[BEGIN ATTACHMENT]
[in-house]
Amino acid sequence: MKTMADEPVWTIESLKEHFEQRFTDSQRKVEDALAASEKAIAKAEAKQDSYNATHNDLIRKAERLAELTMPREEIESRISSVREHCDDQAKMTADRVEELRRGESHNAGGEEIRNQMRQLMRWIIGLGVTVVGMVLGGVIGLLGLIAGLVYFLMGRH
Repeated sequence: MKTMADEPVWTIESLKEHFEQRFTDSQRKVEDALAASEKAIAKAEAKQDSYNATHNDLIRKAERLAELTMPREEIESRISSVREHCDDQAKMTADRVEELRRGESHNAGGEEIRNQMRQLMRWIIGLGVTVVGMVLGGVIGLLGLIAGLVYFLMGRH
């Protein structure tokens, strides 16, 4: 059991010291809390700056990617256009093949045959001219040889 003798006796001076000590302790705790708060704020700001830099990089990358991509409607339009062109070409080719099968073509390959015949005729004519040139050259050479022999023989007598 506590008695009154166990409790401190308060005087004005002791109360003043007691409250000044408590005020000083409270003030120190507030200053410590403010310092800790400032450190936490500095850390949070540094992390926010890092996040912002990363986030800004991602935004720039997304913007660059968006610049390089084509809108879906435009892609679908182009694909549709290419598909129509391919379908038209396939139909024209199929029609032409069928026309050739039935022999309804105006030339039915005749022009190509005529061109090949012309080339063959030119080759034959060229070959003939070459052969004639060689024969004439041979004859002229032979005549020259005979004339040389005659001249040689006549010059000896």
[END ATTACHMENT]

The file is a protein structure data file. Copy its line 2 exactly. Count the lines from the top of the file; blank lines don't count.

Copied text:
Amino acid sequence: MKTMADEPVWTIESLKEHFEQRFTDSQRKVEDALAASEKAIAKAEAKQDSYNATHNDLIRKAERLAELTMPREEIESRISSVREHCDDQAKMTADRVEELRRGESHNAGGEEIRNQMRQLMRWIIGLGVTVVGMVLGGVIGLLGLIAGLVYFLMGRH